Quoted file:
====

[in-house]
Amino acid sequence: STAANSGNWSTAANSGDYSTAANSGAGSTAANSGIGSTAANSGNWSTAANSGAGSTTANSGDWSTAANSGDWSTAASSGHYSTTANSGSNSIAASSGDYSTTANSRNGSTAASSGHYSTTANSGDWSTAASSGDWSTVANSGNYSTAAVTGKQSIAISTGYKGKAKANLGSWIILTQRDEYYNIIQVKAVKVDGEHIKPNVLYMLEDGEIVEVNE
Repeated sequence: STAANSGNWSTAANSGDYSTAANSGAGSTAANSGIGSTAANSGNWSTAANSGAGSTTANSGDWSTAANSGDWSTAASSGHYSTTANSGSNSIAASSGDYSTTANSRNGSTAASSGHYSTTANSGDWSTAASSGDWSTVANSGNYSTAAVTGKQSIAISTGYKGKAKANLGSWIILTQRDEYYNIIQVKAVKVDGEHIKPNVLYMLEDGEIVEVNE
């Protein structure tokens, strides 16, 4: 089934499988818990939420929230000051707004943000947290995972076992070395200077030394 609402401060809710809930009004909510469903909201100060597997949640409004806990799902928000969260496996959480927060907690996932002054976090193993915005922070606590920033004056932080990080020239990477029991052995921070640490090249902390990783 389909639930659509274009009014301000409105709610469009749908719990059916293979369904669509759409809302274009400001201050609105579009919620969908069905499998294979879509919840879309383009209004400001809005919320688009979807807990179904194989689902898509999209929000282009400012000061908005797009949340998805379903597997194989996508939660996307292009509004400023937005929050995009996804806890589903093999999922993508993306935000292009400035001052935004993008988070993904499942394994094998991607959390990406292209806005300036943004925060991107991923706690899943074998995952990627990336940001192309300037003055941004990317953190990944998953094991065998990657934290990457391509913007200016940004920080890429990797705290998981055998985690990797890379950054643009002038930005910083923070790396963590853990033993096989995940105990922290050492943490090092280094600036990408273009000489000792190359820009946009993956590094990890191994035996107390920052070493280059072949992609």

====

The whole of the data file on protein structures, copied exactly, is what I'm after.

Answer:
[in-house]
Amino acid sequence: STAANSGNWSTAANSGDYSTAANSGAGSTAANSGIGSTAANSGNWSTAANSGAGSTTANSGDWSTAANSGDWSTAASSGHYSTTANSGSNSIAASSGDYSTTANSRNGSTAASSGHYSTTANSGDWSTAASSGDWSTVANSGNYSTAAVTGKQSIAISTGYKGKAKANLGSWIILTQRDEYYNIIQVKAVKVDGEHIKPNVLYMLEDGEIVEVNE
Repeated sequence: STAANSGNWSTAANSGDYSTAANSGAGSTAANSGIGSTAANSGNWSTAANSGAGSTTANSGDWSTAANSGDWSTAASSGHYSTTANSGSNSIAASSGDYSTTANSRNGSTAASSGHYSTTANSGDWSTAASSGDWSTVANSGNYSTAAVTGKQSIAISTGYKGKAKANLGSWIILTQRDEYYNIIQVKAVKVDGEHIKPNVLYMLEDGEIVEVNE
């Protein structure tokens, strides 16, 4: 089934499988818990939420929230000051707004943000947290995972076992070395200077030394 609402401060809710809930009004909510469903909201100060597997949640409004806990799902928000969260496996959480927060907690996932002054976090193993915005922070606590920033004056932080990080020239990477029991052995921070640490090249902390990783 389909639930659509274009009014301000409105709610469009749908719990059916293979369904669509759409809302274009400001201050609105579009919620969908069905499998294979879509919840879309383009209004400001809005919320688009979807807990179904194989689902898509999209929000282009400012000061908005797009949340998805379903597997194989996508939660996307292009509004400023937005929050995009996804806890589903093999999922993508993306935000292009400035001052935004993008988070993904499942394994094998991607959390990406292209806005300036943004925060991107991923706690899943074998995952990627990336940001192309300037003055941004990317953190990944998953094991065998990657934290990457391509913007200016940004920080890429990797705290998981055998985690990797890379950054643009002038930005910083923070790396963590853990033993096989995940105990922290050492943490090092280094600036990408273009000489000792190359820009946009993956590094990890191994035996107390920052070493280059072949992609």